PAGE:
He suggested bathing them instead with a mixture of 1 quart of 3 percent hydrogen peroxide, 1/4 cup of baking soda, and 1 teaspoon of liquid detergent. This is more effective but tends to bleach your pet’s fur.
Another suggested home remedy is a vinegar and mixture solution. Others also recommend Scope mouthwash, baking soda solution, and “Skunk-Off” (available in pet and feed stores).
Most common skunk species
Let us first know the common species of skunks in America before we get to the methods to keep them away from your yard.
These skunks have mainly black fur with white stripes along their snout. There is also a V-neck mark on their back. This particular species is the largest, weighing as heavy as 14 pounds. However, they are not the most excellent climbers. Their long claws make it difficult for them to get a good grip on things. They can climb up fences but not trees.
Spotted skunks can be divided into eastern and western spotted skunks. The eastern spotted skunks have broken white stripes along their back, and their tail has a black tip. They also have a shorter tail compared to other skunks. For the western spotted skunks, the white line on their back is broad, and the color of the tip of their tail is white. They are smaller yet faster than most skunks and can climb up and down trees.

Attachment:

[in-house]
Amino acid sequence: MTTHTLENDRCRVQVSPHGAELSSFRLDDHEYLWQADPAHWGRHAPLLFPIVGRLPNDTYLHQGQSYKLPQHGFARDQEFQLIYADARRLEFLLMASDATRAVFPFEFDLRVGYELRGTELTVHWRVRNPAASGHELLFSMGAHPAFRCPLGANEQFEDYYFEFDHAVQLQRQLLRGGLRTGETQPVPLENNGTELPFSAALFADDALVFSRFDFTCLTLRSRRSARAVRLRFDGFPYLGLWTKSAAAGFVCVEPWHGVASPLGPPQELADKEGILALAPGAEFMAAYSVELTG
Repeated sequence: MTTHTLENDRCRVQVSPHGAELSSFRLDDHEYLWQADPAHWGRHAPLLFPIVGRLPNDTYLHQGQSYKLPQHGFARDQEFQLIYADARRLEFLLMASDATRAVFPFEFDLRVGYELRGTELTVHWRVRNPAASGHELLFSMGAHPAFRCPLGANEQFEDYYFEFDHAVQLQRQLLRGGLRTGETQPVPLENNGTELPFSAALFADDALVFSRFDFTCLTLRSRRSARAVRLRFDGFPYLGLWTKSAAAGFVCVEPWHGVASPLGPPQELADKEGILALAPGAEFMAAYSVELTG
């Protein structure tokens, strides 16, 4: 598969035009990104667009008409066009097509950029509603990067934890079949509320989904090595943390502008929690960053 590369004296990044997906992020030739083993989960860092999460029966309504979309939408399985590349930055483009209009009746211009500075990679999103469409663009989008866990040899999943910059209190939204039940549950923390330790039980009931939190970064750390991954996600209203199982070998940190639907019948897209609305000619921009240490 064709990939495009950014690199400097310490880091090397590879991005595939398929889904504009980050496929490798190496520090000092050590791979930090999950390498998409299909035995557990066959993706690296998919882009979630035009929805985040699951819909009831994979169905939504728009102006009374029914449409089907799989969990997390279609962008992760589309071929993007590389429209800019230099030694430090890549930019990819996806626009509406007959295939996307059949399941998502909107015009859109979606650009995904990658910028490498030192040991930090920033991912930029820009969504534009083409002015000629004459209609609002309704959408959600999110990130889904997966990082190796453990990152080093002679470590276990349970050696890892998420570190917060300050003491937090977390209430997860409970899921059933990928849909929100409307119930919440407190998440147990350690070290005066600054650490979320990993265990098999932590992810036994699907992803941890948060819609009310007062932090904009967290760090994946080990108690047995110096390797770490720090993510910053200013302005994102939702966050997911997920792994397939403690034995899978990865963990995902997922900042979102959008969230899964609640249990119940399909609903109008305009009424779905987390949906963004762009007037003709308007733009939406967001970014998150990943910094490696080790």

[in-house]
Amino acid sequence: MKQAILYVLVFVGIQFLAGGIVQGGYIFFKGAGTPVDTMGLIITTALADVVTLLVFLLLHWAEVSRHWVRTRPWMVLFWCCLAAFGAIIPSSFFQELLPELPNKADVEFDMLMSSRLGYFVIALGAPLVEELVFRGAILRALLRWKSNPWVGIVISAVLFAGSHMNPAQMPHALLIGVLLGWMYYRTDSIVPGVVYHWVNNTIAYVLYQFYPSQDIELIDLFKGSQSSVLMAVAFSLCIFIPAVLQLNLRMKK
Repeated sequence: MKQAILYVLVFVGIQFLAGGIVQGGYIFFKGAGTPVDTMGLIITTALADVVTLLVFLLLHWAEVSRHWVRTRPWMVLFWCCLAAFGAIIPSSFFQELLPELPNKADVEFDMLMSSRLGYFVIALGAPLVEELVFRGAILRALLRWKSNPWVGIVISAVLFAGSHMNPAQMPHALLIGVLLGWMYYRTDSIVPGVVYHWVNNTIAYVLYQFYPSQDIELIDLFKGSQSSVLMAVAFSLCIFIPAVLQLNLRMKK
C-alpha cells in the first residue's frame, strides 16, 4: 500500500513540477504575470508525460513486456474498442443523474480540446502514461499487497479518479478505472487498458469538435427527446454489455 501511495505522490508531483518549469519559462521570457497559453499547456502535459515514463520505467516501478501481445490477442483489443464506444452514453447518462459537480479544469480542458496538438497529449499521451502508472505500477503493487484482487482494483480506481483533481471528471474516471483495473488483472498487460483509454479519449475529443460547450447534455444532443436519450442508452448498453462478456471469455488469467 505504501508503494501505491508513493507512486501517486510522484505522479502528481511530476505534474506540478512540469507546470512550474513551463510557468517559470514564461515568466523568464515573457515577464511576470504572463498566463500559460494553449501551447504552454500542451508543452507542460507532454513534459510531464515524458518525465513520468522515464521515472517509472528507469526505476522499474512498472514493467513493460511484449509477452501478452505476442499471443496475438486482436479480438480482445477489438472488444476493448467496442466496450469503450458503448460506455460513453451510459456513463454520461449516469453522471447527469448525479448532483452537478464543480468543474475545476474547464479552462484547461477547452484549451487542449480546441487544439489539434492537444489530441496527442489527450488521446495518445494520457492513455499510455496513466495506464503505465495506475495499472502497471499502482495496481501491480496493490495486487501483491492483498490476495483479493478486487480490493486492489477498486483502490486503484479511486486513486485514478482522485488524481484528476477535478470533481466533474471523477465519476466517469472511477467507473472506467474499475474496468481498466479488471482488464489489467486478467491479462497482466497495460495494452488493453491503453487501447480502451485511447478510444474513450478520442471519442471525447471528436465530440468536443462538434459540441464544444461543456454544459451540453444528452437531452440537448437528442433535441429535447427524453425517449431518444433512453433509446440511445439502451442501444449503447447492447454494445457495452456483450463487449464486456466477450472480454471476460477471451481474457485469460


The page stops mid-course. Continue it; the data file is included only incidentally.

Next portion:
American hog-nosed skunks run wild in the states of Texas, New Mexico, and Arizona. Their distinct feature is a thick white stripe that runs from the top of their head to the tip of their tail, which is purely white. Their snouts resemble the nose of a small hog, hence the name.
They weigh around 2 to 6 pounds and have just one broad white stripe that starts from their snout to their tail. Like the striped skunks, they also have long claws, which makes them great diggers but not climbers.
Hooded skunks are seen throughout the southwestern United States.
If a skunk has a tuft of fur around its neck, it’s a hooded skunk. Members of this species either have just one thick white stripe or two thin stripes on their backs to their tails. They resemble striped skunks in a lot of ways. However, the tails of hooded skunks are longer, and they also have softer fur. They do not climb often and spend most of their time on the ground.
How skunks get into a fenced area